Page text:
When designing an e-learning course, you must consider content in addition to appearance. Both of these need to inspire motivation in a learner in order to keep their attention focused on working through a course, and not simply skimming the content in the hope that they finish it early. When looking at what keeps your…
What Is Quixey And How Can It Help App Developers? - 28 Oct 2013
Quixey is an intuitive app search engine that’s changing the way we search for apps. The search engine, currently only available as an app on Android devices, takes user search queries and uses them to find an app, producing results based on what apps are capable of, rather than just their name. But what does this mean for app developers?
We think the news is good on all fronts where Quixey is concerned. The app takes the search query, “app to track running”, for example, and provides results for apps that track running, one day providing results even if that tracking ability is hidden within an app’s initial capabilities. Currently app stores try to match search queries with the names of apps, resulting in bizarre results at times. Quixey’s intuitive way of finding apps could well be the future of app stores, if it’s able to move to multiple platforms.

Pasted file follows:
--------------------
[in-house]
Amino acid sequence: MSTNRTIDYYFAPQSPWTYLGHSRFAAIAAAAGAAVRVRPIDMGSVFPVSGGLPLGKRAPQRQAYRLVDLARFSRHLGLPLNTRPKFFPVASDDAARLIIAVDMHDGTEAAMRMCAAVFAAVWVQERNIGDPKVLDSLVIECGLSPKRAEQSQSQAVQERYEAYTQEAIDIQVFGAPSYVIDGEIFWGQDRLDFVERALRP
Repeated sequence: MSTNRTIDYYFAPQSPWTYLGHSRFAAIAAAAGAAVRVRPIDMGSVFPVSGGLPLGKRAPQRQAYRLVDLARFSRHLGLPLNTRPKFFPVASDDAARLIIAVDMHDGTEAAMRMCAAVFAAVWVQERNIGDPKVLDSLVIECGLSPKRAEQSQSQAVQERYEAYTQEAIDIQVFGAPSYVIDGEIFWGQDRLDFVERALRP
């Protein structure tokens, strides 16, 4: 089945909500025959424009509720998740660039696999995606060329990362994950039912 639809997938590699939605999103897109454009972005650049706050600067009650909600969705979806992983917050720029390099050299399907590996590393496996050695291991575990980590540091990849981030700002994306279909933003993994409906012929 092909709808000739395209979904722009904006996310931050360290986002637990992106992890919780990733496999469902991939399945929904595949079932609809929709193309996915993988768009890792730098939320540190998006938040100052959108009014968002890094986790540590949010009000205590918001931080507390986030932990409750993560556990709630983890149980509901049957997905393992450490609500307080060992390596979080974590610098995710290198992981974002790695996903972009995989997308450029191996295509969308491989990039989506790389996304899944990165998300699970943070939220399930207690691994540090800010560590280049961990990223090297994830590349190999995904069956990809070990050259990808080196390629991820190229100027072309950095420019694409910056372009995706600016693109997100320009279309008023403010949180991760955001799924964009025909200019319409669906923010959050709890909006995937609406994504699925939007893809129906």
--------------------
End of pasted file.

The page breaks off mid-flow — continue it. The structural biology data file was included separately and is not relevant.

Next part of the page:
Quixey is currently free on Android, as the company wants to get as much feedback as possible before they move onto another platform. With Android, Quixey also hopes to find any bugs with their paradigm, allowing them to make any changes necessary before they expand.
Some are referring to Quixey as Google for apps, as the company has plans to offer similar services. Currently the app simply provides great results, but in the future sponsored results will be added to give apps a leg up in the search engine rankings. It’s the final point here, if any, that could be Quixey’s downfall, as users already avoid such sponsored results in Google, so how will they react on an app store?
Quixey want to break down the barriers between app stores, and provide their app to users of a number of smartphones and operating systems. If they succeed then there could be a benefit for developers producing apps across multiple platforms such as Android and iOS.
For app developers, Quixey represents a better way to have apps found on the app store without needing to spam the descriptions incoherently in order to appear for the correct terms. With Quixey, a developer’s app will be found based on what it can do, not what it’s called, and as time goes on and more features are added, the app will only appear for additional searches. If developers want to give their app a push for a week or two, then they could pay for it to appear in sponsored results to get its name out there, though as I mentioned before, this could prove ineffective given current search trends elsewhere.
Overall, Quixey seems like a solid app that’s going to change the face of the app store. With a more intuitive search engine, smartphone users will benefit from knowing their apps are useful to them, as opposed to having to sift through 5 or more to find an app containing the feature they’re after, and that will be the largest benefit to app developers there has been for a long time.